Pan's Labyrinth isn't a film for young whippersnappers, that's for sure. But neither were the original Brothers Grimm fairy tales. They were meant to entertain adults, and remind adults of the magic and wonder and (yes) horror that existed all around them.

So in a very real way, Pan's Labyrinth is a return to the kind of fairy tales that existed once upon a time, when they were meant for jaded adults, told stories of gruesome torture, and the family unit was portrayed as a lot more horrific.

Because here's the thing: these dark fairy tales (like Pan's Labyrinth) still almost always ended with a resounding "…and they lived happily ever after." It's just that the stuff these early fairy tale heroes and heroines went through was way harsher. But in a certain warped light—like the kind that permeates Pan's Labyrinth—"happily ever after" only really matters if you've actually been through something pretty intense.

That being said, we'll take the sanitized version of Sleeping Beauty over the original any day.


In the DVD commentary, del Toro talks about his original story that goes something like this: pregnant woman goes to the mansion her husband works at to fix it up, woman falls in love with a faun in a labyrinth, faun asks her to give up her child to enter the magical kingdom, she does it. And you thought the final version was morbid. (Source)

Pan's Labyrinth is meant to be the spiritual successor to del Toro's earlier film, The Devil's Backbone. While the latter was a boys' movie the former is meant to be its sister parallel, a female heroine fighting against patriarchal authoritarianism. (Source)

The part of Ofelia was first written as an eight- or nine-year-old girl. But when Ivana Baquero read, del Toro's wife was brought to tears and del Toro was willing to do some rewriting to make it work for her. (Source)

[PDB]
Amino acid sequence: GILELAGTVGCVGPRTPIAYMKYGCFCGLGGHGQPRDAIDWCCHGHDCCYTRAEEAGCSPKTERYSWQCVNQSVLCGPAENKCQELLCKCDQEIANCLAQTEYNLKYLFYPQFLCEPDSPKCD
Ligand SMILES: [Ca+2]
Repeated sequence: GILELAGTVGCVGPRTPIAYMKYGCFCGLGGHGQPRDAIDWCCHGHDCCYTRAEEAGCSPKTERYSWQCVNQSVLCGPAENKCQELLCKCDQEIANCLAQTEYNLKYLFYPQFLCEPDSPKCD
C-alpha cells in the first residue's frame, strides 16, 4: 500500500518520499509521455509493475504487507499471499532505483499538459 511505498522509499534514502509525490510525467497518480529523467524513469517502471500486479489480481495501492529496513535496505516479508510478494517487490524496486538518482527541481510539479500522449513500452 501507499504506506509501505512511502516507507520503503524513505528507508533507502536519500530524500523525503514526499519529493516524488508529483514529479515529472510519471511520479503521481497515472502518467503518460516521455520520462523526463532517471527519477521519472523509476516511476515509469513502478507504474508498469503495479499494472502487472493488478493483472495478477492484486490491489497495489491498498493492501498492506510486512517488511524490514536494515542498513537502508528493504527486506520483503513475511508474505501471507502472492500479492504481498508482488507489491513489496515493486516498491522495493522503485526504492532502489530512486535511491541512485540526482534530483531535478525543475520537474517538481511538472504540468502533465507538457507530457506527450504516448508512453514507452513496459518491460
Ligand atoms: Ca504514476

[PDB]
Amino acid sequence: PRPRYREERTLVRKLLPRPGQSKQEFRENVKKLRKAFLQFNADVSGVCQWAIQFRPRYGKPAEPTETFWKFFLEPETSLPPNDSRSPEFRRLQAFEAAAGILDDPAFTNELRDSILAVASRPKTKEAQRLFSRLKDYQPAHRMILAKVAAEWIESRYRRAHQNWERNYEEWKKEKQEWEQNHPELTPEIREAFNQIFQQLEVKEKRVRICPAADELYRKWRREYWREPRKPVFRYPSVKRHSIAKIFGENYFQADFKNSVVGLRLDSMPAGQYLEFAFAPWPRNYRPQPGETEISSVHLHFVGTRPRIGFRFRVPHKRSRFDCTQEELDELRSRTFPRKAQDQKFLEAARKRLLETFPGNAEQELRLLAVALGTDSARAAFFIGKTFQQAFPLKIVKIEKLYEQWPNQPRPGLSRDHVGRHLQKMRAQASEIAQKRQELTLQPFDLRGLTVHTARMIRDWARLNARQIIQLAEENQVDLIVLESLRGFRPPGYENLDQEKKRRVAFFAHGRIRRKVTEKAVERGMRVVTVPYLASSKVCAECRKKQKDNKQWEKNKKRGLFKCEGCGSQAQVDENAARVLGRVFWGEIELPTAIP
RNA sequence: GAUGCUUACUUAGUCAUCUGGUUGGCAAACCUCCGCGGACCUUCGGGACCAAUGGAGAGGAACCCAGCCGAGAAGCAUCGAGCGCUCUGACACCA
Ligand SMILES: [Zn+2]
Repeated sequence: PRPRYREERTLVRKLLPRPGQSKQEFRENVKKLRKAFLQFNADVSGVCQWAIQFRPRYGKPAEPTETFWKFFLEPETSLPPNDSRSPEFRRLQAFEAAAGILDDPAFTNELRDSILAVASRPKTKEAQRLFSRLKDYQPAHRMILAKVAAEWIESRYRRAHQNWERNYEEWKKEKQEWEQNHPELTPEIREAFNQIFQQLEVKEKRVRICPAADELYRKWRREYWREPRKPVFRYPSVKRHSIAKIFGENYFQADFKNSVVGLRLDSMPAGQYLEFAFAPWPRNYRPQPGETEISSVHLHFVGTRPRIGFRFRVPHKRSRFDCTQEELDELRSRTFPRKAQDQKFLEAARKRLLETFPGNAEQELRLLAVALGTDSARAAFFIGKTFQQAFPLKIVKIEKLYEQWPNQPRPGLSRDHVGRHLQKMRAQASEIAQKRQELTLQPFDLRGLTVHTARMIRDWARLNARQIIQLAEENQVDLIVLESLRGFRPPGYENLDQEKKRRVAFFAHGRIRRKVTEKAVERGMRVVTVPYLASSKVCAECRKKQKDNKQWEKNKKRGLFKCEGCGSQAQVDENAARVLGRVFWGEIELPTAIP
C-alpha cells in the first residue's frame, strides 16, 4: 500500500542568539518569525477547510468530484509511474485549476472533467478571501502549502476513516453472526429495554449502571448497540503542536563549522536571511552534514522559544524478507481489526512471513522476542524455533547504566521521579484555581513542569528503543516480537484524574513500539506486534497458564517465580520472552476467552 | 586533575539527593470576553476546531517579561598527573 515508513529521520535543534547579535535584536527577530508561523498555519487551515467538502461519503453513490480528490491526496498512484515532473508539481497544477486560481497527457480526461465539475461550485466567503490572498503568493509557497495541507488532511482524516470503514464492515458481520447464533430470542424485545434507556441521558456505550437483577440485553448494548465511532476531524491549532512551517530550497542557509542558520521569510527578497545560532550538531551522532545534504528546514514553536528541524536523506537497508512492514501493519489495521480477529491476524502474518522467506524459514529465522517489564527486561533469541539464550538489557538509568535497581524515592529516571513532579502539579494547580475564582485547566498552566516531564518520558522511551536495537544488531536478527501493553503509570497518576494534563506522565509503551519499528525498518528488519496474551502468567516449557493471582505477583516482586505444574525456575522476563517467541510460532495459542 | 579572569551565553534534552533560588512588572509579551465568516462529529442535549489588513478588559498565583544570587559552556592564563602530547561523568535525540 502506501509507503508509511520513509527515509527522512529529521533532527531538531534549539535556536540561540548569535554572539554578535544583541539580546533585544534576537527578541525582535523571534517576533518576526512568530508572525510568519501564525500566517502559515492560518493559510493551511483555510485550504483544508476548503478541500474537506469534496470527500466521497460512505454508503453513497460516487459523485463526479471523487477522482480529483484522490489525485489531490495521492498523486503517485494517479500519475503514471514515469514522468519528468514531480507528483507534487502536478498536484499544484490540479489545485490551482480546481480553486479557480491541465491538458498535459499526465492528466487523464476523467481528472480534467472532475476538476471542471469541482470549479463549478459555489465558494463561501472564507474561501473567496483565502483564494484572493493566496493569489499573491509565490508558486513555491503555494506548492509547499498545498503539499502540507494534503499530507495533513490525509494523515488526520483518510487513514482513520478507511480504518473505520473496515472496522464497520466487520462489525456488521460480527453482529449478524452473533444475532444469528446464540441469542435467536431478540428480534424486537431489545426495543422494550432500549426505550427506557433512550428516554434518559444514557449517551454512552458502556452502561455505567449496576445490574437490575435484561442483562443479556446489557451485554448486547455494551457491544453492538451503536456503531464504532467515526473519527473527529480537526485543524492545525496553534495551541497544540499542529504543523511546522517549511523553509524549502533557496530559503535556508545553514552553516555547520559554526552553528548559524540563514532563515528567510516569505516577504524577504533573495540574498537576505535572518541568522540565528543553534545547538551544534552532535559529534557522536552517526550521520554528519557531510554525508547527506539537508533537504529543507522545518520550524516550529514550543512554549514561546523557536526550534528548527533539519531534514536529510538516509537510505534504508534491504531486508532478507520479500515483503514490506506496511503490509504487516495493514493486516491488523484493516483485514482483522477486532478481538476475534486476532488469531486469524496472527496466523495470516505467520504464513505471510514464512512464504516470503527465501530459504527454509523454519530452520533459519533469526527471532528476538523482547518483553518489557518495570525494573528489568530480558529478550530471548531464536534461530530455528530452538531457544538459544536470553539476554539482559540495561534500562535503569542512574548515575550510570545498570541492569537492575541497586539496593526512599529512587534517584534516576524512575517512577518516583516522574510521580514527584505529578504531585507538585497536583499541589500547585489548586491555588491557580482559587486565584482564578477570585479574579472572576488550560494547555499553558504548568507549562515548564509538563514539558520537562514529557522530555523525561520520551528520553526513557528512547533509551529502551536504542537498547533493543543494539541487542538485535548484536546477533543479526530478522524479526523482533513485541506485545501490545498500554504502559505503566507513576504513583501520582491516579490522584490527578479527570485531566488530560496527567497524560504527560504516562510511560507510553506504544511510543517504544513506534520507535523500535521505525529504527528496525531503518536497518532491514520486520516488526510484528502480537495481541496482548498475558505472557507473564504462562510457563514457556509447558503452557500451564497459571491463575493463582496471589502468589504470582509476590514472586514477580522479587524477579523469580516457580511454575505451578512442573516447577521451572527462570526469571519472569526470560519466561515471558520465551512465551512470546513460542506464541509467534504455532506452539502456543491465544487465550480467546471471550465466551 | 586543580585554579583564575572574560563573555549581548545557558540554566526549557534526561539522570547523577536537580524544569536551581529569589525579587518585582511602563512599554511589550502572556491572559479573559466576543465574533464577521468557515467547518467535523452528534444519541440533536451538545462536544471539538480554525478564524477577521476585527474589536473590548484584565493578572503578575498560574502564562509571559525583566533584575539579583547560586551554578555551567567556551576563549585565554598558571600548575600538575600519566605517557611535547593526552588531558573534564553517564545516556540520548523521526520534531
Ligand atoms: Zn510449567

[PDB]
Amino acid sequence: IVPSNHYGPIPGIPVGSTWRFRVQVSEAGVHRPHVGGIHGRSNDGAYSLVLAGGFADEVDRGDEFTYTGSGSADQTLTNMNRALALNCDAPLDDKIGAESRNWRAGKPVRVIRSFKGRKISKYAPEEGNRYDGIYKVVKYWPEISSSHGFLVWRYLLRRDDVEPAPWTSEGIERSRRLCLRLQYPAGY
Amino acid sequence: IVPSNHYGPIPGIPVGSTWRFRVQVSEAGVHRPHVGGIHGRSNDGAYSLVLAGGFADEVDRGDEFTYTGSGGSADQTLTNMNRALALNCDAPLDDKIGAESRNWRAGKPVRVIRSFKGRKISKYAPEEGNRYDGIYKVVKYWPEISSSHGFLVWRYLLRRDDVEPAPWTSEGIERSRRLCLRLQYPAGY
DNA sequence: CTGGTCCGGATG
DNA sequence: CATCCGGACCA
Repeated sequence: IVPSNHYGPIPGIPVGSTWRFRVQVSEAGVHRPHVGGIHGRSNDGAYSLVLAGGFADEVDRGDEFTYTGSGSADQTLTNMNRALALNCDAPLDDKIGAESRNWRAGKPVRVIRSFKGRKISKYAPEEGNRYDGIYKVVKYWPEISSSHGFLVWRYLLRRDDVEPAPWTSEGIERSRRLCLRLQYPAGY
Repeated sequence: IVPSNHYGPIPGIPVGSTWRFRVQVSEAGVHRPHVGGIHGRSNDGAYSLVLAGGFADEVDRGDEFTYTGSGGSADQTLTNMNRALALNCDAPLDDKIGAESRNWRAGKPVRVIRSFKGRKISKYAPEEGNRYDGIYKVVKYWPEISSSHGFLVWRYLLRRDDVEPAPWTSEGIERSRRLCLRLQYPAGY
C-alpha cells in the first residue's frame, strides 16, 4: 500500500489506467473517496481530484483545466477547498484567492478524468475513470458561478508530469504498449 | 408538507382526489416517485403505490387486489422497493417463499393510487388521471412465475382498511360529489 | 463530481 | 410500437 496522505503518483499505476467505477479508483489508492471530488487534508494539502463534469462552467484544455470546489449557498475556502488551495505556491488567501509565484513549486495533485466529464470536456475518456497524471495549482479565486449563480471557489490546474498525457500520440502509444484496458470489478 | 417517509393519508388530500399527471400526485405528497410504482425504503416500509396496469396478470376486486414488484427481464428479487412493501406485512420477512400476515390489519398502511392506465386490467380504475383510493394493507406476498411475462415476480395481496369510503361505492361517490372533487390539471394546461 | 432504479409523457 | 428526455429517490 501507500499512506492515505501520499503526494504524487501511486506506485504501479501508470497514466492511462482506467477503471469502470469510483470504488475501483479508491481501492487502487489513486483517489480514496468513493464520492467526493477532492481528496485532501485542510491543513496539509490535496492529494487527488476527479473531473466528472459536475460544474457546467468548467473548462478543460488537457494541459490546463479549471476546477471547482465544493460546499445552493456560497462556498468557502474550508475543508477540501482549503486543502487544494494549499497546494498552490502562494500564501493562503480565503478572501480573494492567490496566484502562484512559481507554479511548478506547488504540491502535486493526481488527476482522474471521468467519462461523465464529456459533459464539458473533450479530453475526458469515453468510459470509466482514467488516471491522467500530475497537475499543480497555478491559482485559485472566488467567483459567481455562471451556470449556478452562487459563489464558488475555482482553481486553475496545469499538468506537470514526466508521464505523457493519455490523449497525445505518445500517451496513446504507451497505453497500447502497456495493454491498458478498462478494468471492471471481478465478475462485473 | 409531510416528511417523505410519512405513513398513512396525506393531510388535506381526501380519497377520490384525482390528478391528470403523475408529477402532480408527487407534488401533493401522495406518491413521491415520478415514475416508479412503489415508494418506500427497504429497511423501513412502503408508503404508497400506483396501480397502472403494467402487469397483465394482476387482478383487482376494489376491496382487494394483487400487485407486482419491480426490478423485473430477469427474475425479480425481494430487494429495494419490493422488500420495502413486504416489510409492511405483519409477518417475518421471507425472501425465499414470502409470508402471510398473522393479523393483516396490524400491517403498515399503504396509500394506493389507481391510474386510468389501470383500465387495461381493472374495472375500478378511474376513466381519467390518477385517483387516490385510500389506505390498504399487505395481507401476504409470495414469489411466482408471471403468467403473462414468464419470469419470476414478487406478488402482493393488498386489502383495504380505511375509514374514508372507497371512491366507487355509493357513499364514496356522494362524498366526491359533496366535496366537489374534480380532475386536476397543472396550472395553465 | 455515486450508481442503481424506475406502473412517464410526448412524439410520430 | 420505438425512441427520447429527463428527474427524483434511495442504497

During an early screening of the film, del Toro sat next to the master of horror, Stephen King. Del Toro said that when King squirmed during the Pale Man scene, it was one of the best moments of his life. (Source)

Pan's Labyrinth Resources


The Sketches of a Madman
Del Toro began his creation of Pan's Labyrinth in a jumble of notes and pictures of creatures and sets. We recommend focusing on the sketches…unless you're proficient in cursive Spanish.

Guillermo del Info
Everything (okay, a few randomly selected things) you wanted to know about del Toro, including his top five favorite scary movies.

Original Faun
Here's a look at the first concept design for the Faun where you can see the beginnings of his mixture of his body with the earth. Click on the pics to enlarge and use the link at the bottom of the page to check out cool behind the scenes photos.


Crimson Tide
This article is all about how Pan's Labyrinth represents the journey of a young, innocent girl into the cruel world of adulthood. Spoiler alter, there's a lot of blood.

Having Fun with the Occult
Check out this article to experience all the magic of the symbolism and allusion you might have missed while watching it. Don't worry: there are plenty of mandragora to go around.


The Grapes Were Worth It
How could we not include the most iconic scene from the movie? The visuals are simply stunning (and pretty frightening. Don't watch this alone in a dark room).

The Pale Man Speaks
Check out this interview with Doug Jones, the actor who played both the Faun and the Pale Man. He talks about getting into character and being, literally, in character.

The Heroine's Journey
Ivana Baquero talks about the experience working with costumed actors and invisible fairies as well as her own opinion on fairy tales and her understanding of the Spanish Civil War. It's pretty adorable.

While Guillermo prefers costume design, sometimes you can't find anyone small enough to play a fairy. Luckily, there's this thing called computer animation…which you can see bits and pieces of in this montage.

From Man to…Earthy Faun
Take a looksee at the genesis of everything from the Faun to the pale man, the toad, the mandrake. And don't forget the scariest of them all: Vidal's face.


Fawnin' on the Faun
This was an original concept for the cover art and was used for the soundtrack cover. It would definitely make you think of the Faun differently going into the movie.

The Adventurous Mr. Faun
A cool take on what the Faun might have looked like before he was all cooped up waiting for some dead princess.

Not So Scary
See, he's really just a nice faun, lookin' out for Ofelia. And did you notice the trick with the legs? Probably less CG that you imagined.